Named Top Grossing Stadium in 2012, MetLife Stadium Turns Focus on Super Bowl 2014

At the Meadowlands, 2012 was a banner year for MetLife Stadium. Billboard named it the top grossing stadium in the world and Pollstar ranked MetLife Stadium as the No. 1 grossing stadium in the country. There are more milestones to come for the stadium. It’s set to host the Super Bowl next year. NJ Today Managing Editor Mike Schneider sat down with Brad Mayne, President and CEO of MetLife Stadium, about the successes and Super Bowl preparations.

Recognition by Billboard and Pollstar didn’t come as a complete surprise to Mayne, but he said that with the honor comes the pressure to repeat the success.

“We had a good year. Obviously a show like Bruce Springsteen which was the No. 1 grossing show in the world this last year according to Billboard and Pollstar magazines. So we had an idea that it was coming but you never know until they really come out with the rankings,” Mayne said.


What is notable about the rankings is that they do not take into account the revenue generated by the area’s two football teams — the Giants and the Jets. When it comes to planning events at the stadium, Mayne says they are limited to the big names that are capable of filling the venue.

“You’re not going to bring someone in that’s going to sell five, 10,000 seats that would normally go to an arena, so there’s a finite number of events that are out there that are available,” said Mayne. He adds that a lot of dynamics come into play when it comes to scheduling performers such as “when are they available, are we available, is there a time geographically that works in the national routing because they have a whole lot of equipment.”

And that’s just for tour events. Annual sporting events like Wrestlemania and the Super Bowl have to be planned well in advance, says Mayne.

The Super Bowl is typically held in mild weather locales. This year’s Super Bowl will be played in New Orleans. Mayne was asked how difficult it would be to put on such an event on a day like today where the temperature struggled to reach 20 degrees,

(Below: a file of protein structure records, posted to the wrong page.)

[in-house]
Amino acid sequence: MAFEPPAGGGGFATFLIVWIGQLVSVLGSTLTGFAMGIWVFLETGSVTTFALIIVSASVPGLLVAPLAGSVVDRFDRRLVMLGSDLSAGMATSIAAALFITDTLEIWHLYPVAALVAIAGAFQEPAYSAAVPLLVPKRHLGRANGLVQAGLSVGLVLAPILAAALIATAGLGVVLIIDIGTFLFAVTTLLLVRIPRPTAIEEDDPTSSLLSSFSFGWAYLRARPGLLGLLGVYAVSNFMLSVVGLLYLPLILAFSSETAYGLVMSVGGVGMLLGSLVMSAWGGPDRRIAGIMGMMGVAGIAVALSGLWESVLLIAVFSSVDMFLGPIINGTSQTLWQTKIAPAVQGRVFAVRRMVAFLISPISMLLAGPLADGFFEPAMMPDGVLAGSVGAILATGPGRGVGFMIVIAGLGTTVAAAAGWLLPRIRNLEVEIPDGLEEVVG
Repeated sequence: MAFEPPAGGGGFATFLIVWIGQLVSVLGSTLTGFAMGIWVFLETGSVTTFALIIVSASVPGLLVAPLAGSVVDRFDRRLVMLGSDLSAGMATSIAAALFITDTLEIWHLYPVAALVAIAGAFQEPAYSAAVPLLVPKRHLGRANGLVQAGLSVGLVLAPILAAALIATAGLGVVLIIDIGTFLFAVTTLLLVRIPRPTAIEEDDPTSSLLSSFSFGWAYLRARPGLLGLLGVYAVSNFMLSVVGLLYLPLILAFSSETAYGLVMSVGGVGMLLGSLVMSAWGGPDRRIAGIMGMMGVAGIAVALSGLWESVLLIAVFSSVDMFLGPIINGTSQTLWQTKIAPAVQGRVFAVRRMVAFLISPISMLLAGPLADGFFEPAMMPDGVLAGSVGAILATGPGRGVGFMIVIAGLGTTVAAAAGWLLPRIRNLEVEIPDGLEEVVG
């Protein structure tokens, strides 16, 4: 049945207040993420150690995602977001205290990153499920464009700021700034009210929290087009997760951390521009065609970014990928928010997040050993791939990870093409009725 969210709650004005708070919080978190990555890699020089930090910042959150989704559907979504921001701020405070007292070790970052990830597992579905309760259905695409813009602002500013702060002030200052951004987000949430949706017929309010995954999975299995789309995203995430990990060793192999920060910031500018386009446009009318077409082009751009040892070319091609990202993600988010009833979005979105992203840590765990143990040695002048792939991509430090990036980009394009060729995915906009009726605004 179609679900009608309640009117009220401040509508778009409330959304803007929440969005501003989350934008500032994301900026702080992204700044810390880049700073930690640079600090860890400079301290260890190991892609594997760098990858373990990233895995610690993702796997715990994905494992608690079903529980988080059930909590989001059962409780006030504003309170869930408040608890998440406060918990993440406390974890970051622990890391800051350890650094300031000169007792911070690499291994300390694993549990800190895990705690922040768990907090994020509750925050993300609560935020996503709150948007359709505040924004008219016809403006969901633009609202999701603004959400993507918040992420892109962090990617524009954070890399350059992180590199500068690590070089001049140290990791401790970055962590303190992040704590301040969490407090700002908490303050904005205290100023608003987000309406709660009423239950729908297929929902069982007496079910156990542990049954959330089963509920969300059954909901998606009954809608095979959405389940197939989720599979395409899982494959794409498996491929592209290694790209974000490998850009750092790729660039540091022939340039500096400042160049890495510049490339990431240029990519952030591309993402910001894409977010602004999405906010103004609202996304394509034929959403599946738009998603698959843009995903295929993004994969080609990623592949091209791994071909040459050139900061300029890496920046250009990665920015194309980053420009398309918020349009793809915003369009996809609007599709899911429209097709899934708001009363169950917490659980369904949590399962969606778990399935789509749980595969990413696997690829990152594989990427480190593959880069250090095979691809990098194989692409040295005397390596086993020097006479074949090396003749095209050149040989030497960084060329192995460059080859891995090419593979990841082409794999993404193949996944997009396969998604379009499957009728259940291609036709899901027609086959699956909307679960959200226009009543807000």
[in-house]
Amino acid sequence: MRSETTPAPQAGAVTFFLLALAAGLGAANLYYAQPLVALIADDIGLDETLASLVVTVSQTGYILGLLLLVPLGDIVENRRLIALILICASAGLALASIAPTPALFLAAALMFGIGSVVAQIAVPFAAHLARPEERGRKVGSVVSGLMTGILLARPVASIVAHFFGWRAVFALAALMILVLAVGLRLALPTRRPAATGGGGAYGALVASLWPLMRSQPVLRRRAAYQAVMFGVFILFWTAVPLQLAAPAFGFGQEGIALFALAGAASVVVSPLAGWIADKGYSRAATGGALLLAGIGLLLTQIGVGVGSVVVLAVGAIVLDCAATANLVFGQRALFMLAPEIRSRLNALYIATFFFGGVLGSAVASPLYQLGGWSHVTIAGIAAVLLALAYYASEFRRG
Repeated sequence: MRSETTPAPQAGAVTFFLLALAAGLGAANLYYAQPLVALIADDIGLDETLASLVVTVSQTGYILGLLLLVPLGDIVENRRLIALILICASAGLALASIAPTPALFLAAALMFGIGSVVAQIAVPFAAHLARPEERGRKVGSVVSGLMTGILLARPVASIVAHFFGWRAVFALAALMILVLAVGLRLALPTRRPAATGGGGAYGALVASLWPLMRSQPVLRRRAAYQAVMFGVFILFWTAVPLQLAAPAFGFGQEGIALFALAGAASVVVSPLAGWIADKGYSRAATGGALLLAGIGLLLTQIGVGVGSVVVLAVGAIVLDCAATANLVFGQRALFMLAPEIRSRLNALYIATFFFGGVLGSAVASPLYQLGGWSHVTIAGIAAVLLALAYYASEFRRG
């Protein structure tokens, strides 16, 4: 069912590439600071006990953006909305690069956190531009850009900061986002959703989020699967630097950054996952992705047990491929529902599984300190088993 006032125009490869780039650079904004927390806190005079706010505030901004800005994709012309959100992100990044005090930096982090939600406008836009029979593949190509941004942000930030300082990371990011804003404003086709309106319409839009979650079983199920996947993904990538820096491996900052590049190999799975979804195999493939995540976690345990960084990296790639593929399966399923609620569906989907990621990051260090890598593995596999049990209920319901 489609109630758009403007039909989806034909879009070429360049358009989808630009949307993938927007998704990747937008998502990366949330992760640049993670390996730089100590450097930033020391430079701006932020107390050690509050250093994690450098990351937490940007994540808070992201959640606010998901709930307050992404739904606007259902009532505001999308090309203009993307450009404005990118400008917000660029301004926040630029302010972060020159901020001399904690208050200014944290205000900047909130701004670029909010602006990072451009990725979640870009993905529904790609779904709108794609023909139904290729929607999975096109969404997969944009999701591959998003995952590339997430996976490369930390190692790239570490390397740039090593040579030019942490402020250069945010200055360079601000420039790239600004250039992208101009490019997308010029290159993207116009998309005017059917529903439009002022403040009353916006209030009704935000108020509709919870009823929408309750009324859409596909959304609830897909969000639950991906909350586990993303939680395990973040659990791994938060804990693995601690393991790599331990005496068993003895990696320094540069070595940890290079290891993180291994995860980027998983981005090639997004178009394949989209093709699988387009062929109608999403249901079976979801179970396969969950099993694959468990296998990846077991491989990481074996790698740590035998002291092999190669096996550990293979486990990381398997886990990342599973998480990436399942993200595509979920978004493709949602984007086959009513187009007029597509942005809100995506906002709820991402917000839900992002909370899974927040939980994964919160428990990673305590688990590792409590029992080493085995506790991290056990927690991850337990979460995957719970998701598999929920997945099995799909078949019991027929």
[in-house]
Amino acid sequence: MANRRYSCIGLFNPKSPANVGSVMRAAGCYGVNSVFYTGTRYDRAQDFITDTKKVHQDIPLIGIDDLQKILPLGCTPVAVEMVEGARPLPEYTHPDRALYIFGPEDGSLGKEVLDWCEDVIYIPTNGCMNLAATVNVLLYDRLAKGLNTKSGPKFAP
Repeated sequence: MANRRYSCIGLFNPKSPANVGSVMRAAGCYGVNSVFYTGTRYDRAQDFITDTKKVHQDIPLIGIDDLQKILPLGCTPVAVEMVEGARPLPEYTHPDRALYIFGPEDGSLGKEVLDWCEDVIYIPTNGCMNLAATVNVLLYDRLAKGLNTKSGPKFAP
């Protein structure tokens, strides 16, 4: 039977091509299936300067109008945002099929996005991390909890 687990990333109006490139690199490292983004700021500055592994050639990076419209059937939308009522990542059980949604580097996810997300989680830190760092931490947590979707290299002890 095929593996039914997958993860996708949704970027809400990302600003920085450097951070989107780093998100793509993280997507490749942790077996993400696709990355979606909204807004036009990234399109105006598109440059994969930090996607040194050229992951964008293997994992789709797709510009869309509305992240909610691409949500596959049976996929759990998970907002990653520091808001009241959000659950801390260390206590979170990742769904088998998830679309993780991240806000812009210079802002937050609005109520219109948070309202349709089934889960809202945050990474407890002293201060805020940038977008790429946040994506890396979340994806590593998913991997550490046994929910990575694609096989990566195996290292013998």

“We’re embracing the cold. I remember as a young man watching Green Bay [Packers] and [Dallas] Cowboys, Bart Starr going over [Jerry] Kramer to win at the end of the game, and it was cold and it was a tight game,” recalled Mayne. “We’re having a week of events both in New York and New Jersey. People are going to come in and have a great time. We’re going to make it comfortable for them.”

Mayne says the biggest challenge in preparing for the Super Bowl is figuring out what the NFL wants to do. But the NFL won’t begin to turn its attention to Super Bowl 2014 until Super Bowl 2013 is over, according to Mayne. But that doesn’t mean that Mayne and his team are sitting idle in the meantime.

“We have a team of ten folks who are going out to New Orleans. Five of them are actually working the event and there’s five of us that will be reviewing what they do and how they do it. And then come February, the NFL team will turn their focus on MetLife Stadium and the region here, and then we’ll get into the details of specifics of what they need,” he explained.

Mayne says he has no fear of staging an event like the Super Bowl because an organizing committee puts together contingency plans “to make sure that everything is going to be taken care of, coordinating with life safety folks with police and fire, traffic and … transportation folks. We do these kinds of events on a regular basis. This one happens to have 30 million people watching as we put it together.”

The other major development at the Meadowlands is the American Dream (formerly known as Xanadu). Last week, it was reported that the Giants and Jets reached a compromise with the developer regarding the expansion of the project and Sunday openings. Mayne says the biggest concern centered on the volume of anticipated traffic, getting vehicles in and out of the complex. But he is optimistic that all the relevant participants will work together on making American Dream a reality.

“American Dream is something that makes sense for the community and as soon as we get these challenges worked out, we move forward with them and work hand in hand with them and make it all successful,” said Mayne.